# Getting Started with Data Science: Hypothetically Speaking

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## Analysis of Variance

Analysis of variance, ANOVA, is the prescribed method of comparing means across groups of three or more. The null hypothesis in this case states that the average values do not differ across the groups. The alternative hypothesis states that at least one mean value is different from the rest.

I use the F-test for ANOVA. If the probability (p-value) associated with the F-test is greater than the threshold value, which is usually .05 for the 95% confidence level, we fail to reject the null hypothesis. In instances where the probability value for the F-test is less than .05, we reject the null hypothesis. In such instances, we conclude that at least one mean value differs from the rest.

I will repeat the comparison of means for the three age groups using the ANOVA test. The R code and the resulting output (see Figure 6.38) follow.

Note that the value reported under Pr(>F) is 0.0998, which is greater than 0.05. Thus, we fail to reject the null hypothesis and conclude that the teaching evaluations do not differ by age groups.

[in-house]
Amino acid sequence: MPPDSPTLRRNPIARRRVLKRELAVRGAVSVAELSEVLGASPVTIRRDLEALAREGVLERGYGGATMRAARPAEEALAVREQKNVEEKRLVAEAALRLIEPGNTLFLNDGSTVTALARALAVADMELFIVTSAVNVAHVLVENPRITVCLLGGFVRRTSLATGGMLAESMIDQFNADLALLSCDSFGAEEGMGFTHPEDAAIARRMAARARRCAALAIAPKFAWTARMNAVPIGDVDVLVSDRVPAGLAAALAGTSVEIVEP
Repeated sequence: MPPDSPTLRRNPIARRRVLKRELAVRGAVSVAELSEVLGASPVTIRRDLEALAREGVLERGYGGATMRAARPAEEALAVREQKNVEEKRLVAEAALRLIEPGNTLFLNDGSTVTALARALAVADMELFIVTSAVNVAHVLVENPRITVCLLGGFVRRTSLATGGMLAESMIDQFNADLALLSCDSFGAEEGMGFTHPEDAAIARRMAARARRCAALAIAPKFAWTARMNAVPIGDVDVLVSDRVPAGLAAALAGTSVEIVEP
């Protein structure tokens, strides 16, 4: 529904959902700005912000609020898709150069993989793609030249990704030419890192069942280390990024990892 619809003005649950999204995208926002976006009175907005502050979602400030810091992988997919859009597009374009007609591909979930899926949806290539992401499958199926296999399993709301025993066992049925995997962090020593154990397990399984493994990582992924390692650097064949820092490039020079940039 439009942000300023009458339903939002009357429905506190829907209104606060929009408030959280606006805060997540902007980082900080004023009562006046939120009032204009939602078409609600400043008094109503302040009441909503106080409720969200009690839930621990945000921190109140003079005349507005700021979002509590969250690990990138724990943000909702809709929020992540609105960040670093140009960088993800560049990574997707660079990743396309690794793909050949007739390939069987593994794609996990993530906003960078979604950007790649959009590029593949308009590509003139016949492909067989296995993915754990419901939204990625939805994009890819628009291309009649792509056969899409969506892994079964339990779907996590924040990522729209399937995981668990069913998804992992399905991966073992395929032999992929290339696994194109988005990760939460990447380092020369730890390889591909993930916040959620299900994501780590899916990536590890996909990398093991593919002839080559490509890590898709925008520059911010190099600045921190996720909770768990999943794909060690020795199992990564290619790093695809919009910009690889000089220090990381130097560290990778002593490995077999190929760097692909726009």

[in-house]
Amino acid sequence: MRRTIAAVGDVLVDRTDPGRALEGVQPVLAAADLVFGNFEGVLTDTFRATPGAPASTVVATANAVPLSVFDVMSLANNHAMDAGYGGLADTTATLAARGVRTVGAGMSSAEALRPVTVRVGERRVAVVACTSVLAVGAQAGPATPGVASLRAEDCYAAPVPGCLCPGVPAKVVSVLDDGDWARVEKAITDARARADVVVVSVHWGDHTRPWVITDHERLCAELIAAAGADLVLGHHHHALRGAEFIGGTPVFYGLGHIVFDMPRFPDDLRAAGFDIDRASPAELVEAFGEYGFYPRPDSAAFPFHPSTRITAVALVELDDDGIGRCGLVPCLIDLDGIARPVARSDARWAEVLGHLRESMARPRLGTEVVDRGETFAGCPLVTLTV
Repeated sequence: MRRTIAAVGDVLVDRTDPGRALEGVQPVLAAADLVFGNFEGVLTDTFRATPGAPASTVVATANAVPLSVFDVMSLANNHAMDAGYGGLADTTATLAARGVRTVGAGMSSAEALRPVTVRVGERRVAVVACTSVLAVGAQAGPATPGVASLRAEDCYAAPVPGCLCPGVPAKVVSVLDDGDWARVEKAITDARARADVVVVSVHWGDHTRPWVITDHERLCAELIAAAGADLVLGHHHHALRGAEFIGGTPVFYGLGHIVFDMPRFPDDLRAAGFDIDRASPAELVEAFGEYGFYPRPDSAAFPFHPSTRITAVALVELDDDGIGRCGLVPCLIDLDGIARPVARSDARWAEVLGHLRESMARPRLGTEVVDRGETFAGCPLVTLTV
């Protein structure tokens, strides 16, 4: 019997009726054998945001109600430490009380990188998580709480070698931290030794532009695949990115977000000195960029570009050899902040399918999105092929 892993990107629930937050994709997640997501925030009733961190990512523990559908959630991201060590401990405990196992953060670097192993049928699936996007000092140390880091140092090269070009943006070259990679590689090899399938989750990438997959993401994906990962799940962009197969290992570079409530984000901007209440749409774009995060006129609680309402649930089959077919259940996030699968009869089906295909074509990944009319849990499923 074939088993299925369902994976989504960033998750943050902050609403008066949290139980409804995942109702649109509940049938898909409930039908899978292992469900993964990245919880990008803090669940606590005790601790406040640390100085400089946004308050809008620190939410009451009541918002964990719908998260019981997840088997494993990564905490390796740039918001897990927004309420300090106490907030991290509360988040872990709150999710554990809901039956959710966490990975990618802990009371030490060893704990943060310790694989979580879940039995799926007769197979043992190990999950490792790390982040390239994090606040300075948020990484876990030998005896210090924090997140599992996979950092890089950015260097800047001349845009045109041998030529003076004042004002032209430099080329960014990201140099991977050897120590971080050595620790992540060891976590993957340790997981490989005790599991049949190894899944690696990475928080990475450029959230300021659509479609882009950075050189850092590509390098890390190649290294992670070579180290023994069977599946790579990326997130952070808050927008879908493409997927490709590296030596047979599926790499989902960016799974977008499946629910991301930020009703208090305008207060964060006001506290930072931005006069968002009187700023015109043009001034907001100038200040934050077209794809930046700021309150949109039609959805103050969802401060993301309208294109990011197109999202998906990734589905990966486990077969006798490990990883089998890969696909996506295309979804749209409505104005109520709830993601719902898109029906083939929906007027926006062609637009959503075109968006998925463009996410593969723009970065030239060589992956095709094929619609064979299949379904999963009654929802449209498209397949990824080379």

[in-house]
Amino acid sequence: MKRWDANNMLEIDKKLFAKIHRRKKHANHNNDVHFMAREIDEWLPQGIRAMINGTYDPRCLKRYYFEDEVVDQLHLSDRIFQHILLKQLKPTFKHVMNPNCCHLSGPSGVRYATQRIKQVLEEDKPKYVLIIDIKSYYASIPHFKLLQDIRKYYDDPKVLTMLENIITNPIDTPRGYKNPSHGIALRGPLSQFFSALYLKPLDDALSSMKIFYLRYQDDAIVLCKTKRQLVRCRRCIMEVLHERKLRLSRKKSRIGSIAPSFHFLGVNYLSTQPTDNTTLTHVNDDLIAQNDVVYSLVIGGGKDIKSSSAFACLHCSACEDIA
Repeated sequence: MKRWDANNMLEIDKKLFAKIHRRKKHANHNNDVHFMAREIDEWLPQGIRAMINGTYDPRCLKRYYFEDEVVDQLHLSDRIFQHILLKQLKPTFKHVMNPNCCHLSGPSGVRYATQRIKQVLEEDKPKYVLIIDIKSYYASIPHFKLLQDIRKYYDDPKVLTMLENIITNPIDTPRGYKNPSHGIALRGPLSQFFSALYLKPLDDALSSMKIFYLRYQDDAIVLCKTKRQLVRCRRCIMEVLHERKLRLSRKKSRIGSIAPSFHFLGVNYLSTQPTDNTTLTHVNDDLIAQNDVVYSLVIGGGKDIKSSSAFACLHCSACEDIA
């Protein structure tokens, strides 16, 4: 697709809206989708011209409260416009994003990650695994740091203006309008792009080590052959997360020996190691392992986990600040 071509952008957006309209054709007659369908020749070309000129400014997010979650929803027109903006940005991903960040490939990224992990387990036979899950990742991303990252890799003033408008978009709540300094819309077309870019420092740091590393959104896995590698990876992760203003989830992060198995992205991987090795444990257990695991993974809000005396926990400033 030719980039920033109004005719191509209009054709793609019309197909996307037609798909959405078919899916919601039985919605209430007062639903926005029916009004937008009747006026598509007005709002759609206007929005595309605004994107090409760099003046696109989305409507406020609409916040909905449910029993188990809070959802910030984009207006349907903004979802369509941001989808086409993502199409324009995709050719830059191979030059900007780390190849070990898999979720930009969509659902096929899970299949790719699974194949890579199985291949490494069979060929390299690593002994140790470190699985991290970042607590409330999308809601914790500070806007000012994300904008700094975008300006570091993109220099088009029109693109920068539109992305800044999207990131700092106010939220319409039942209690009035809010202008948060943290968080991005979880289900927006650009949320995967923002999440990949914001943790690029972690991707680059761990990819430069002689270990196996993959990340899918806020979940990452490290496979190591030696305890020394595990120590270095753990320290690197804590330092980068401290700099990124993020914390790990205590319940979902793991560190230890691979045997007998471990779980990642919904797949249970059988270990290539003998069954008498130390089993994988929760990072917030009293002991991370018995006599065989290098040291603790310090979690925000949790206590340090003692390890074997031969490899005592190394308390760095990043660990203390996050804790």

Let us test the average teaching evaluations for a discretized variable for beauty, which in raw form is a continuous variable. I convert the continuous variable into three categories namely: low beauty, average looking, and good looking. The R code and the resulting output (see Figure 6.39) follow.

```x\$f.beauty<-cut(x\$beauty, breaks=3)
x\$f.beauty<-factor(x\$f.beauty, labels=c("low beauty", "average
looking", "good looking"))
cbind(mean.eval=tapply(x\$eval,x\$f.beauty,mean),
observations=table(x\$f.beauty))
summary(aov(eval~f.beauty, data=x))```

The probability value associated with the F-test is 0.0276, which is less than .05, our threshold value. I therefore reject the null hypothesis and conclude that teaching evaluations differ by students’ perception of instructors’ appearance.